June 7, 1993: Apple debuts the PowerBook 180c, a solid upgrade that brings a world of dazzling colors to the company’s laptop line.
The 180c’s big improvement over the grayscale PowerBook 180, which launched the previous October, is its active-matrix, 256-color screen. Such a screen is something of a novelty for laptops in the early 1990s.
May 8, 1997: Apple launches the PowerBook 2400c laptop, a 4.4-pound “subnotebook” that’s the MacBook Air of its day.
The PowerBook 2400c predicts the rise of speedy, lightweight notebooks, while also paying tribute to Apple’s past. Its design echoes the original PowerBook 100. Even years later, it remains a cult favorite among many Mac users.
A couple of news outlets are flipping their lid over the news that Apple has filed a new worldwide trademark for the word “PowerBook,” the name of Apple’s pre-MacBook laptop series, which ran from 1991 until 2006.
The suggestion is that this could mean that Apple’s bringing back its iconic laptop brand name, either as a replacement for, or to run alongside, the MacBook series. We’re not so sure!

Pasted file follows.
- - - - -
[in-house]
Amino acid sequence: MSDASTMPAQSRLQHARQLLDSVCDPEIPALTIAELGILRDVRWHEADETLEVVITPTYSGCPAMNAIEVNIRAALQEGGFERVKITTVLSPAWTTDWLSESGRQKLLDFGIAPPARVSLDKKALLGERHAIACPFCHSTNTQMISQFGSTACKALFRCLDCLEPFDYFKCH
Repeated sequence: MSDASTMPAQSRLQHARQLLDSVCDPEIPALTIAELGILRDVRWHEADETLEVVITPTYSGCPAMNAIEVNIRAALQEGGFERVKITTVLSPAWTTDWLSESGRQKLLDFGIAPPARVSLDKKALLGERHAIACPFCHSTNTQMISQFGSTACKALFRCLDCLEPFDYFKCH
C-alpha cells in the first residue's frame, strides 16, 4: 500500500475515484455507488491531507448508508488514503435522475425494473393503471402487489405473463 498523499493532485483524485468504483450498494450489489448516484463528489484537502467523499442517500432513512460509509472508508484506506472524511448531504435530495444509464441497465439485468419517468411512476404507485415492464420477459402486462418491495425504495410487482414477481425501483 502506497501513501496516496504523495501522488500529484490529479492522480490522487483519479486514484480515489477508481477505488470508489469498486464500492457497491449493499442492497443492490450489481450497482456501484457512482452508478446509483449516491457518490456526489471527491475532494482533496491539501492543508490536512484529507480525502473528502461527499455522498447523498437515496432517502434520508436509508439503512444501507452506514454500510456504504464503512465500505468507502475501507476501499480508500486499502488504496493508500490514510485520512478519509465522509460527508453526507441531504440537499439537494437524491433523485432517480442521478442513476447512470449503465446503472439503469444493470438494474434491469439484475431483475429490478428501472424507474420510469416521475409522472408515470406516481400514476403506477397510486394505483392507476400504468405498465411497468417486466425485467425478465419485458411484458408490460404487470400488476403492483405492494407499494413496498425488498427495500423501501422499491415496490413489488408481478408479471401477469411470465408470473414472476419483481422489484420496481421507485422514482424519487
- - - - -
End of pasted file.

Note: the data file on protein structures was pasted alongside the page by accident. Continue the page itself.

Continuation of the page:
Many of us have old MacBooks and PowerBooks collecting cobwebs and dust bunnies in the back of our closets. It seems an ignominous end to a computer that we not only loved, but probably spent a lot of money on. Did we waste our cash on something little better than a dust collector?
That’s what TNW co-founder Patrick de Laive wanted to know, so he ended up asking himself what would have happened if he’d bought Aple stock back in 2003 instead of spending $3,299 for the 17-inch PowerBook G4 back in April of 2003. The answer is that today, he could buy a starter home with the money he’d have earned on AAPL, while a PowerBook G4 on eBay can be had for under $50. Woof.
When you open up your MacBook, MacBook Air, or MacBook Pro, the glowing Apple logo on its hood sits upright so that everyone in Starbucks knows that you’re using a Mac. However, it hasn’t always been that way. There was a time when Apple logos were upside down on the lid of Apple notebooks, until Steve Jobs realized his mistake.